the long line of positions extending from Taylor's Hill at the north to Prospect Hill southward, f heights which command Fredericksburg from Taylor's Hill to Lee's Hill, on a front of over three mieparated him from the enemy's positions of Taylor's Hill and Stansbury Hill. General Warren, who frals at Fredericksburg, hastened to occupy Taylor's Hill; finally, two pieces of the Washington artaintained himself as long as possible upon Taylor's Hill with the guns he had been able to save, anld fall back either upon Banks' Ford or on Taylor's Hill. In the first instance, he would have preront of more than two miles in extent from Taylor's Hill to the Guest dwelling. In order to cover Gordon advances alone in the direction of Taylor's Hill. The attack has been made with rapidity arder to preserve the important position of Taylor's Hill, he is compelled to abandon that of the Gupreciated the importance of the heights of Taylor's Hill, abandoned them to the enemy with regret, [2 more...]
Bahama Islands (search for this): chapter 2
ad commenced them at once; but we must reserve their recital. The narrative of naval operations in the Gulf of Mexico will not detain us long. The division charged with maintaining the blockade east of the Mississippi, under command of Commodore Bailey, extended its supervision to the western coast of the Florida peninsula: it had thus to keep guard over a multitude of creeks and passes in which the small vessels that carried on active contraband trade with the English colony of the Bahama Islands found shelter. The Federal sailors, unable to venture with their ships among these dangerous labyrinths, had been in the habit of exploring them in boats, and of endeavoring by this means to capture blockade-runners which they suspected to be lurking somewhere. These bold expeditions, which possessed all the attractions of partisan warfare—the chase, the ambuscade, the surprise, and the boarding excitement—were the only things to distract their attention from the monotony of the blocka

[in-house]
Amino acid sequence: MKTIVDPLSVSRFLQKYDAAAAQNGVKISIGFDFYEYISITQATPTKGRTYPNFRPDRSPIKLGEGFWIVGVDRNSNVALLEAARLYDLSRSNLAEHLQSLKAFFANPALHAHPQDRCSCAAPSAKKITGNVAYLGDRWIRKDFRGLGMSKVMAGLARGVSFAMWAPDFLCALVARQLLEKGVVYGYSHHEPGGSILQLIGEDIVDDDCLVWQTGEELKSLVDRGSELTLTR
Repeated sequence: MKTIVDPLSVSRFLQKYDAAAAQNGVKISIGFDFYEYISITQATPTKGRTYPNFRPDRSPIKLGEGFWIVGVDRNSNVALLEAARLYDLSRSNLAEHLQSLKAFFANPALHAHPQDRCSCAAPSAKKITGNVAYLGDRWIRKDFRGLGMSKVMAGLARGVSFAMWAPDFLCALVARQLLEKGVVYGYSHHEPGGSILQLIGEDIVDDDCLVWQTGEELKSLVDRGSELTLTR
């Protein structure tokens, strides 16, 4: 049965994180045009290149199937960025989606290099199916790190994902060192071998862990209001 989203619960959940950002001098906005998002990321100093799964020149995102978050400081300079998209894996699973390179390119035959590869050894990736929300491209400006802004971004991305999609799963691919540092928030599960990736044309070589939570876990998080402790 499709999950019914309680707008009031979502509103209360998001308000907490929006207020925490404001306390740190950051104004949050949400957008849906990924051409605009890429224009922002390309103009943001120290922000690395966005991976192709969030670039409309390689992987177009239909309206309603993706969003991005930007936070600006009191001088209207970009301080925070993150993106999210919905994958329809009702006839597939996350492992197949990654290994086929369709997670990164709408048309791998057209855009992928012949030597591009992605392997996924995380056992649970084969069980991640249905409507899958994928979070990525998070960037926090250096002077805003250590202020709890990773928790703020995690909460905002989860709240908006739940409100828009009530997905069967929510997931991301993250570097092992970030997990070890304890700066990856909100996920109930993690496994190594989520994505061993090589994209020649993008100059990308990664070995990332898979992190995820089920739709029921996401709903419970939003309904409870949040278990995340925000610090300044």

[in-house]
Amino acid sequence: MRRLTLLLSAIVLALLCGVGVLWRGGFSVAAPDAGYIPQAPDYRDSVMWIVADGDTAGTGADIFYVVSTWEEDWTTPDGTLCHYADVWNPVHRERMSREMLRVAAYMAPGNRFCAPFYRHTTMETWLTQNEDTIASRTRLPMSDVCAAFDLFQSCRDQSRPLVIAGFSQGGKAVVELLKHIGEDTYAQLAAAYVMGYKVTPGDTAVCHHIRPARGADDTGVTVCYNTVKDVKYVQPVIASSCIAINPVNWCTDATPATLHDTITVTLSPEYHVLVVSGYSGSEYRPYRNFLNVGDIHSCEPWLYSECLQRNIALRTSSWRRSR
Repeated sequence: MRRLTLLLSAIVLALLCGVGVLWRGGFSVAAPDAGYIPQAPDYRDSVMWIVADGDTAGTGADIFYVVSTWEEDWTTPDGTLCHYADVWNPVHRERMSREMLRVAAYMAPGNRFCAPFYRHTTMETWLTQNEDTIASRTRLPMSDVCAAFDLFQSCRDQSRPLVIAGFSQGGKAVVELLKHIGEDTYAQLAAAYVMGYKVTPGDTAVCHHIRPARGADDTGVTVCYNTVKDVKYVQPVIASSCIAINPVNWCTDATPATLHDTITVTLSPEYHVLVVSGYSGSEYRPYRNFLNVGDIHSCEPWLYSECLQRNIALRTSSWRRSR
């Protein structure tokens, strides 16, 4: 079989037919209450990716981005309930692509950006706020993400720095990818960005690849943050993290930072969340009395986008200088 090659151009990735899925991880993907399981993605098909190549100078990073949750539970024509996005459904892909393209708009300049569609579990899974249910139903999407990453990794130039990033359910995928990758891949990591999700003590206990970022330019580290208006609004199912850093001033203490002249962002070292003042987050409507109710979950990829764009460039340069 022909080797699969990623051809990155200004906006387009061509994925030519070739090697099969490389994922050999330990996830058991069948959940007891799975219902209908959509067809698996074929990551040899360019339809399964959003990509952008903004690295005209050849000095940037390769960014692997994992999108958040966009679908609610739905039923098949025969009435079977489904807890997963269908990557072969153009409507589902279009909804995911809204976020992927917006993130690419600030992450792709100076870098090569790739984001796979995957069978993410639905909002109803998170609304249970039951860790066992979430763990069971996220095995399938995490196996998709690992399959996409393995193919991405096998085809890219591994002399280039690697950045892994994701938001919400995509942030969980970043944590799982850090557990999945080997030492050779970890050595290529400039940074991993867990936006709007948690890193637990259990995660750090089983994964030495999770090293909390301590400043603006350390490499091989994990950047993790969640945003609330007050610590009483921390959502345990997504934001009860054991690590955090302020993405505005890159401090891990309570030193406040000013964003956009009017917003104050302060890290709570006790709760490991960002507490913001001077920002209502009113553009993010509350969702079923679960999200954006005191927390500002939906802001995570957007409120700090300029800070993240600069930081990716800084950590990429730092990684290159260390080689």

Louisiana (Louisiana, United States) (search for this): chapter 2